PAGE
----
Other than that, the line between private and public also blurs in the sense that the more we are engaged in the digital public space, even if within the confines of our own home, there is still the emergence of a ‘surveillance society‘. As the private space merges with the public space, there is still a need for privacy, for security. Questions on trust are raised – “social interaction becomes increasingly dependent upon the collection and checking of large volumes of information about individuals.” At the same time, however, “surveillance sometimes becomes a mirror for experimental constructions of the self.

It was interesting – I have always thought that surveillance had a slightly more negative connotation, but I never thought that it could be a medium for self-reflection. When we are alone, we release our true selves. When we are being watched, we tend to put on a mask, we speak differently, act differently, move differently. When we don’t know that we are being watched, our true selves show up and that’s when we can watch ourselves objectively and be critical of ourselves.

Some urban interventions have the purpose of alerting people to their imprisonment by urban routine.

As Hegel demonstrated long ago, there is a fine line between the master and the slave. The technological environment needs to know what we like, or at least what we do , in order to anticipate our needs. But at what point does ‘anticipation’ become a neo-Weberian ‘iron cage’ for shaping behaviour?

How scary is it that everyone is consciously, willingly, letting their lives into the complete grasp of technology? Even after saying this, it’s not likely I will do anything about it – any consequences do not seem very real. It’s convenient, it’s a part of my life. I embrace it and am a passive consumer.

I have visions of techno-hipsters with bluetooth headsets jammed in their ears, capturing 15-second video clips of the urban ‘condition’ on their phones and texting knowing messages to their hipster-doppelganger pals in line behind them on the flaneuric boulevard of derives. (Beaudry 2006)

Chills. This was written in 2006. This is the truth of our society now. We are more and more becoming like androids, inseparable from technology.

The next part talks about the role of new media art in public space, which is to provide an alternative to showcasing art strictly in art galleries, in too carefully curated spaces, with a notion of highbrow exclusiveness that intimidates the layman. There might be audiences who might never cross that threshold, and new media art in public spaces can intervene in that: if people won’t come to art, bring the art out to them.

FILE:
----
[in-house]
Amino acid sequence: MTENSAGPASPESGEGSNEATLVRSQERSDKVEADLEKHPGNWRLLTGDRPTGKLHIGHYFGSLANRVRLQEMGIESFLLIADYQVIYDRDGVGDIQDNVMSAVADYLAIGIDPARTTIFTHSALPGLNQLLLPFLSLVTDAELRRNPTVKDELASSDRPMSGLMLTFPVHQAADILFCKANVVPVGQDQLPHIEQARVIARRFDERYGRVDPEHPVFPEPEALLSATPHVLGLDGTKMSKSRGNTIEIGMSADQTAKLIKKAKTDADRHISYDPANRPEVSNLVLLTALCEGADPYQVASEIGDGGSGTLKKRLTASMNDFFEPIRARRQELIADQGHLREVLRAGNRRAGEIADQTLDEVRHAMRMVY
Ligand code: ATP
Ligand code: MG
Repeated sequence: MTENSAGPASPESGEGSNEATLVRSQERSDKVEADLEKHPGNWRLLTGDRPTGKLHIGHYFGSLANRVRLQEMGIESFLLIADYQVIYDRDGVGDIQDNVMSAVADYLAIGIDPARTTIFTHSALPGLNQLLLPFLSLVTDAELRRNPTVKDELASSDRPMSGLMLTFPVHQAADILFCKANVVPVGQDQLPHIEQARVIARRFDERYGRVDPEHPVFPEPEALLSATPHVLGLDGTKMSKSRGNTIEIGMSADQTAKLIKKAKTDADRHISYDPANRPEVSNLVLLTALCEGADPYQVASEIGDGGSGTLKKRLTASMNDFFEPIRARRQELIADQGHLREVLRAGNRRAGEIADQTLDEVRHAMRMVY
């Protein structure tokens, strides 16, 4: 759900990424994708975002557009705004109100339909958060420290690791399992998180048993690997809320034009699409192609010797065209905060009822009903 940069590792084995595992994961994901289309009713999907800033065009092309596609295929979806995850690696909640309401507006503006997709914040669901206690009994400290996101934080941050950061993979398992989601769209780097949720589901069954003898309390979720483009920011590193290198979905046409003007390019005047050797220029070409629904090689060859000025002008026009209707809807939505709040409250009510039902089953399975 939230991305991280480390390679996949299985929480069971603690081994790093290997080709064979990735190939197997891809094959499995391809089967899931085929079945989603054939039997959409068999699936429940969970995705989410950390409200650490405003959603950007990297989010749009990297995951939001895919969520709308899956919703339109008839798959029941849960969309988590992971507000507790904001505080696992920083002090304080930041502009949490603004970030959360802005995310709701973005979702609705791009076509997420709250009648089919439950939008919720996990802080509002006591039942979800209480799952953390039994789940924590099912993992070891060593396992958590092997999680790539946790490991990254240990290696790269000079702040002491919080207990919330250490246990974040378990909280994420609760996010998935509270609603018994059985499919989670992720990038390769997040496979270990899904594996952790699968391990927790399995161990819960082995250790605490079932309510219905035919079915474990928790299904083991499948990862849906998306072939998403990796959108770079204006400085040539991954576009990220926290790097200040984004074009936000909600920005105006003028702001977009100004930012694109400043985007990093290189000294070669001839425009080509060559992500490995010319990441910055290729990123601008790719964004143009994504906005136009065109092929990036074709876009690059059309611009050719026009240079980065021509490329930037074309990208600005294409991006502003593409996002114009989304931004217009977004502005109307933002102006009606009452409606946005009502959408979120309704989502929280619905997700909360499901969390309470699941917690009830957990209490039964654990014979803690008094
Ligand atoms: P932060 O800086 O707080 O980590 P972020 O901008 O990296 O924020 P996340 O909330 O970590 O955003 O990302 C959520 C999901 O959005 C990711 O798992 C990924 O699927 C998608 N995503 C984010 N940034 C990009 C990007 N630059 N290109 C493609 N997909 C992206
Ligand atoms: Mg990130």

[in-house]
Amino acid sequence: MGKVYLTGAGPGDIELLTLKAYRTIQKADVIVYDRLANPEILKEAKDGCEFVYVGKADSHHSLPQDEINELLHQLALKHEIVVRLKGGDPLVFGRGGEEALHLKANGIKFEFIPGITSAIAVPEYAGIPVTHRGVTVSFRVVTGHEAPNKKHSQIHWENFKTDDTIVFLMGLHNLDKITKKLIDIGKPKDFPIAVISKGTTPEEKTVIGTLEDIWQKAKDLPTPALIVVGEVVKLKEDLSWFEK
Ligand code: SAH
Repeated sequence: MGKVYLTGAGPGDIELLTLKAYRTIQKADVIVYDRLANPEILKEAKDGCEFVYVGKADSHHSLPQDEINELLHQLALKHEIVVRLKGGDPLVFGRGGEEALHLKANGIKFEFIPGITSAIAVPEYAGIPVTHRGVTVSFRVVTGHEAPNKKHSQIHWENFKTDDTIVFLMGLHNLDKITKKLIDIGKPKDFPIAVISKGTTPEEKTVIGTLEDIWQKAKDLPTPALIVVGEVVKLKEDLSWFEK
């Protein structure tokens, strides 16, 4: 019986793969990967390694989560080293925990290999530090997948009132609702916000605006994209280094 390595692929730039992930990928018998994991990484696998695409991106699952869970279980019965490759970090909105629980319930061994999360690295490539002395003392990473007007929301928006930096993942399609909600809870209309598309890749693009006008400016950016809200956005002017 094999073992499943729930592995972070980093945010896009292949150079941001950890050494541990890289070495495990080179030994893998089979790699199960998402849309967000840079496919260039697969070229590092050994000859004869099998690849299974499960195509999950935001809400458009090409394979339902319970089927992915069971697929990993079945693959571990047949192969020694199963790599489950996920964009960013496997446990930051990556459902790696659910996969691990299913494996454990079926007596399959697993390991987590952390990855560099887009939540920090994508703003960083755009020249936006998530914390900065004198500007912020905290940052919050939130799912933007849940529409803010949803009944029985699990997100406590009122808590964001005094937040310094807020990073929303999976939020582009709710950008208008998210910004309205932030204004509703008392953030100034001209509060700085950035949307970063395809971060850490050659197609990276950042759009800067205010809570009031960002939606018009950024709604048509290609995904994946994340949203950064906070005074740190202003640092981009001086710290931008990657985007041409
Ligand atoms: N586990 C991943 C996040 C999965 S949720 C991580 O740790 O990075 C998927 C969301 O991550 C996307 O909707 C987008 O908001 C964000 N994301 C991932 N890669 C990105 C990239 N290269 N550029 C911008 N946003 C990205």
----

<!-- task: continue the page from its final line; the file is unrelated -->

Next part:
New media art in public spaces can then become an integral part of the construction of social relationships.

As Sennett and others have emphasises, public sociability is not natural; it needs to be learned, nurtured and practised. In an era in which public space is dominated by spectacular ‘brandscapes’ and pacified by the distributed technology of surveillance, new forms of public interaction facilitating qualities such as collective participation and unpredictable collaboration hold increasing social importance. In this context, the role of artists using new media to construct experimental interfaces in public space can assume strategic value.

In Lozano-Hemmer’s works, he tries to “introduce interactivity to transform intimidation into intimacy“. I really liked the way he put it, and I feel that this is a great mantra to keep in mind when creating for public spaces.

Let’s be real, people are scared to interact with other people. I’m scared. Public artworks have to challenge this animosity between strangers in order to bring them together, to enjoy the work and the space together.

“To create a delicate balance between personal participation and collective interaction, between active engagement and reflective contemplation.

Overall, this reading has made me think about the ways to approach creating works for public spaces, about media, architecture and the urban space. There are many considerations to creating work this way, and I hope that eventually I would be able to reach my own understanding of this particular form of art-making, and my position as an artist with the potential of redefining the urban space.


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Clarita Saslim

I love curry and I dream of mala in my sleep.